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Why we hate them 19: A battle of sexes with health facts in between

Dr. O.



….Continued from episode 18.

I furiously picked my phone dialing Dad’s number as I walked into my room, “hello Baby girl” he said answering the phone after a couple of rings. Baby girl was what he had always called me ever since I was little; he was very fond of me as I was his only daughter and had vowed to keep calling me that name even after I had kids of my own; I used to think the name was special till I found out that he had other different “baby girls” scattered around town.
“evening Sir” I replied coldly instead of calling him “Baby daddy” as I usually did when we were still best of friends, I figured that would make him realise that the call wasn’t a friendly one but he pretended not to notice and continued in a friendly tone, “is someone missing daddy already?” He asked, “what’s this nonsense I’m hearing about you wanting to divorce mum and make Teni your first lady?” I questioned angrily, “calm down” he begged, “it’s a little more complicated than it seems” he began, “you see your mum is not well groomed enough to be first lady” he attempted to explain,

“Oh! Now you’re saying she’s not well groomed enough? why didn’t you think so when she was raising your kids and suffering with you when you had nothing?” I retorted, “you’re getting it all wrong my dear” he continued, “your mum was a wonderful wife, but she’d make a terrible first lady. Teni on the other hand is classy and sophisticated. I’m guaranteed more votes with her as my first lady” he explained. “I’m sorry to say Dad, but that is the dumbest thing I’ve heard all year. If you decide to go ahead and file for the divorce, then consider yourself childless because I and Steven will no longer acknowledge you as Father if that happens” I threatened, hanging up without waiting for a reply.

I’m sure you must wonder why mum has never said a word or tried to stand up to dad even with everything he’s been doing, I’ve tried to convince her so many times to fight back but I’ve come to realise it’s a waste of time because all my pleas have fallen on deaf ears. I guess it’s because she’s the typical African woman from back in the day who was raised to believe that women should only be seen and not heard and should treat their husbands like mini-gods respecting whatever decisions they make; thank God for the introduction of gender equality in the 21st century!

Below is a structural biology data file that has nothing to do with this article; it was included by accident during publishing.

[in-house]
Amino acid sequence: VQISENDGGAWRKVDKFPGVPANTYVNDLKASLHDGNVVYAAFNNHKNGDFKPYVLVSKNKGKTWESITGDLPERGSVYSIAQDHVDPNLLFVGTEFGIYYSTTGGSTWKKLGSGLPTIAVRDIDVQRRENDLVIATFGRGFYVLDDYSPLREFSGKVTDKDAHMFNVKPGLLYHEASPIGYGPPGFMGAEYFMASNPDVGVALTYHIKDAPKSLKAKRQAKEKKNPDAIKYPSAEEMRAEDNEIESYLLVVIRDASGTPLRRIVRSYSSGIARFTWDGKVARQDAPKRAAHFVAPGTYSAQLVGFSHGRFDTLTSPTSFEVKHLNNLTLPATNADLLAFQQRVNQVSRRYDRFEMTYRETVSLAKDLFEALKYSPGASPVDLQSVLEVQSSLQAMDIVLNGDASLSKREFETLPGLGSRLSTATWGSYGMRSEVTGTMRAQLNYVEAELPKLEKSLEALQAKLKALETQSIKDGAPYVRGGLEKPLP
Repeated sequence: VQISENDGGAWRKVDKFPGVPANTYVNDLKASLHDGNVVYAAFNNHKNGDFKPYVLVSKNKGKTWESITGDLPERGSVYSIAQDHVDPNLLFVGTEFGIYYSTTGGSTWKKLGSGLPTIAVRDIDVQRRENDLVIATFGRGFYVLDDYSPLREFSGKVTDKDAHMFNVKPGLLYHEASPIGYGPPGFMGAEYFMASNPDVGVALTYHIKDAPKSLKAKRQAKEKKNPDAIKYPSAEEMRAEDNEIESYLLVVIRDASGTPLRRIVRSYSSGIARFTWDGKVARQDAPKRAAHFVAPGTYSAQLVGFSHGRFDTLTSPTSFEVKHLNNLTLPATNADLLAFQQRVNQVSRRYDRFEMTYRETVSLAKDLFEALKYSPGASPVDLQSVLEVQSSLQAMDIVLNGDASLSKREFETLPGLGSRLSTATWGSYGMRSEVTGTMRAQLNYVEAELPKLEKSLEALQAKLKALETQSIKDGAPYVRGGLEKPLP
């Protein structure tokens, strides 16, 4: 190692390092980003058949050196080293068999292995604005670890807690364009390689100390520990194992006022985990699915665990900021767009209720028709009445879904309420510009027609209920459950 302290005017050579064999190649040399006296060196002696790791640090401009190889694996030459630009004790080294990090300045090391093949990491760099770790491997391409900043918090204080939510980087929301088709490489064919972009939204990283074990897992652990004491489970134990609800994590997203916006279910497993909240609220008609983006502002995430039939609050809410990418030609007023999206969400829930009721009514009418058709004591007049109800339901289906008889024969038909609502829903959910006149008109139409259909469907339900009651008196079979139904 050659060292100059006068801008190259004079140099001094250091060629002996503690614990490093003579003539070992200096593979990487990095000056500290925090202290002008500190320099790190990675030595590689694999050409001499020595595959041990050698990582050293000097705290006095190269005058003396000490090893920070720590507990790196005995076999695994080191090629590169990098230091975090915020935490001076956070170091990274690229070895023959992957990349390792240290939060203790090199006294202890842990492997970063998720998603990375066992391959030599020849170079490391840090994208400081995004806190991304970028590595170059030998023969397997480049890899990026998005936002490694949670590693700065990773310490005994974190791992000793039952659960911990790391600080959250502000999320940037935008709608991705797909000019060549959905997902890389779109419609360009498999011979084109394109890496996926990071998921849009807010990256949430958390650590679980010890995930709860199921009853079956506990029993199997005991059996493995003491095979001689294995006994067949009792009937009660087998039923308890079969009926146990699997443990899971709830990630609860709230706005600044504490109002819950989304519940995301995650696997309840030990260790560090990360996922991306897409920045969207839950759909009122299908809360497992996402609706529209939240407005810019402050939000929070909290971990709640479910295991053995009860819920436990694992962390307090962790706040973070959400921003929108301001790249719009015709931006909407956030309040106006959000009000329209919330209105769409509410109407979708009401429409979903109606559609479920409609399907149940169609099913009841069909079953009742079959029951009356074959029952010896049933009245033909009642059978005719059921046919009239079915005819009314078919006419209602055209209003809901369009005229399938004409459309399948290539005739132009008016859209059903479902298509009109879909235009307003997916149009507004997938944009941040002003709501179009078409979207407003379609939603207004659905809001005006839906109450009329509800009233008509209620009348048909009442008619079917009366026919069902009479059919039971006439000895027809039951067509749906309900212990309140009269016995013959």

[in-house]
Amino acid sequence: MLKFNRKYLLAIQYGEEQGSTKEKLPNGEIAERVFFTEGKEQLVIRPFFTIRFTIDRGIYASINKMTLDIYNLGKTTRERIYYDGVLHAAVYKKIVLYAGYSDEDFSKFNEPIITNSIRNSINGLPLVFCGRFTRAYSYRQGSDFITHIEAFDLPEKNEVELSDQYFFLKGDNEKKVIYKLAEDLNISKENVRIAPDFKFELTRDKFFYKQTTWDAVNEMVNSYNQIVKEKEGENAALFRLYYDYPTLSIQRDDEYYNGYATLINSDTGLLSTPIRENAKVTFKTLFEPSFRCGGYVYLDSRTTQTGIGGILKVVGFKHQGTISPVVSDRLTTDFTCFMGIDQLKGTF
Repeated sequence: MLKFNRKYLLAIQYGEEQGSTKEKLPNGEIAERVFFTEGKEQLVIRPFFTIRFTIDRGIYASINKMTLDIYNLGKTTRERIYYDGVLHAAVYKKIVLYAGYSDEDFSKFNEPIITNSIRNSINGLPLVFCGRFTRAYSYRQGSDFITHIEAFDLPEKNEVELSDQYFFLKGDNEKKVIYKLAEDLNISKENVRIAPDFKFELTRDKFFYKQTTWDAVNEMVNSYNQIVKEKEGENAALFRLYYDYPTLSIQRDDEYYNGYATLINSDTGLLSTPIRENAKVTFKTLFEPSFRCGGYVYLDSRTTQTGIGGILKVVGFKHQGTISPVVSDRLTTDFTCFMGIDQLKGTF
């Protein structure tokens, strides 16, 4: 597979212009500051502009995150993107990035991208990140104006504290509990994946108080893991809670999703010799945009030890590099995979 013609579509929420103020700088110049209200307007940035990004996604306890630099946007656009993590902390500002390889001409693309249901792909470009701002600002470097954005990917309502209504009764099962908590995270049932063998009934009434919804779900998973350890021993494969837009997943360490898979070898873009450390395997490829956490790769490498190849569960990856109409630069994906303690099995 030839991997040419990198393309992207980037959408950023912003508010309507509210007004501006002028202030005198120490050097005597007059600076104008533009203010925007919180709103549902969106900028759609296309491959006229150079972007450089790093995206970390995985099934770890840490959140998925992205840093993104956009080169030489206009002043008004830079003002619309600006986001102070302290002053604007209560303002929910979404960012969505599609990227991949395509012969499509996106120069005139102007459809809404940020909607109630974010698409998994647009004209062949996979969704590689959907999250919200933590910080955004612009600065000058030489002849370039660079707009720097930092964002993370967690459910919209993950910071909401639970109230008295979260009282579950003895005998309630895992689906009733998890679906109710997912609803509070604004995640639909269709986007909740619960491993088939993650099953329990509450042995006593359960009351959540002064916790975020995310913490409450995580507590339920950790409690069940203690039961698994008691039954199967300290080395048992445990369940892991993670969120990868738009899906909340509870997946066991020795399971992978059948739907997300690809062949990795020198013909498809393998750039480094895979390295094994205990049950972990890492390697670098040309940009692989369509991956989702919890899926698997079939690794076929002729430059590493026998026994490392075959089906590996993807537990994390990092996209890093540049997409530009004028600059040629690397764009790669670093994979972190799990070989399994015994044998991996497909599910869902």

Eventually, much to our disappointment, mum signed the divorce papers and returned them to Dad; it was official, my parents were now divorced.


Anyone could see that deep down it wasn’t what my mum wanted but it seemed she had no other choice than to give into pressure, since the man she had grown to love for over 30 years was no longer returning her love.

She was becoming more dejected with each passing day and we became more worried. At some point, I was scared that she would go into clinical depression which would have been terrible for us. Many people think depression is just about feeling unhappy or sad for a few days but it’s much more than that, depression is a mood disorder that causes a persistent feeling of sadness and loss of interest, it usually lasts for weeks to months; and contrary to popular belief, it is real! It is a genuine medical condition that has symptoms and has a variety of trigger factors including stressful life events like divorce, illnesses, death of loved ones. Etc. The good news is that it can be treated using different drugs, counseling and psychotherapy. So please let’s pay attention to our loved ones and friends and not ignore their cries for help.

A few days later, when I got back from work, I was surprised to find that the house was awfully quiet, there was no sound coming from the TV, no mum sitting in the living room and Steven wasn’t back from work, I checked the time on my wristwatch and it was just 6pm, about an hour earlier than I usually returned from work; it didn’t make any sense that mum had gone to bed so early, unless she was ill and I could almost swear she didn’t visit any friends because she literally had no other friends in the city besides Dad. After calling out to her with no response, I concluded that she must be taking a nap upstairs and walked to the kitchen to get myself a glass of juice, I had barely reached the door when I noticed the floor was stained with a dark red fluid that resembled blood, I didn’t want to believe it was because blood had no business being on our kitchen floor, I know we had arrangements with one of the butchers from the market to deliver fresh meat every week but he wasn’t expected to deliver till the next day and even if he did, why would mum leave the meat on the floor instead of putting it in the freezer?

So many questions were running through my mind, But I waved them off and walked in to see where the blood was coming from. There was no amount of warning that could’ve prepared my eyes to receive what they saw next, it’s something I’d only watched in horror movies before then, I looked down on the floor and I could feel myself start to get dizzy, there I was staring down at my mum lying helpless in a pool of her own blood…

Click here for episode 20

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Dr.O is a graduate of the University of Szeged in Hungary who is on a mission to reduce the mortality rate in our society by creating awareness about preventable and non-preventable diseases and empowering people with the necessary knowledge and information they need to take charge of their health. was co-founded by her as a means to fulfilling this mission. She is an MDCN (Medical and Dental Council of Nigeria) and Hungarian Medical Chamber certified doctor. When she is not busy looking for ways to make a difference in her environment, you can find her trying out new recipes in the kitchen or touring the world.